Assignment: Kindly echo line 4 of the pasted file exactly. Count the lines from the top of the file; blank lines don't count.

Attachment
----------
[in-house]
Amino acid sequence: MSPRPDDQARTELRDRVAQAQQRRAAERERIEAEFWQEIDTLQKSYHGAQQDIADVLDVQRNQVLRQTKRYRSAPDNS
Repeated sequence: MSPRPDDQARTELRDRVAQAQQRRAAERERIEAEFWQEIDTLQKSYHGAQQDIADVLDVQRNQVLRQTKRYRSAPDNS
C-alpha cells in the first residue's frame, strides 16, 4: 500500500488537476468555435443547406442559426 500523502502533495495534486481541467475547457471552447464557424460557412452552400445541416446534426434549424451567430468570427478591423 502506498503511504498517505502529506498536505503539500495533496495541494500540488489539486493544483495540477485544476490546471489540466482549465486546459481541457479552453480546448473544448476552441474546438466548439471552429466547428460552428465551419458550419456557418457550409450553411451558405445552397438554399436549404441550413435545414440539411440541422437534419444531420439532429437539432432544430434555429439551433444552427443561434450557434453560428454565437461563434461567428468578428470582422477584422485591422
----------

C-alpha cells in the first residue's frame, strides 16, 4: 500500500488537476468555435443547406442559426 500523502502533495495534486481541467475547457471552447464557424460557412452552400445541416446534426434549424451567430468570427478591423 502506498503511504498517505502529506498536505503539500495533496495541494500540488489539486493544483495540477485544476490546471489540466482549465486546459481541457479552453480546448473544448476552441474546438466548439471552429466547428460552428465551419458550419456557418457550409450553411451558405445552397438554399436549404441550413435545414440539411440541422437534419444531420439532429437539432432544430434555429439551433444552427443561434450557434453560428454565437461563434461567428468578428470582422477584422485591422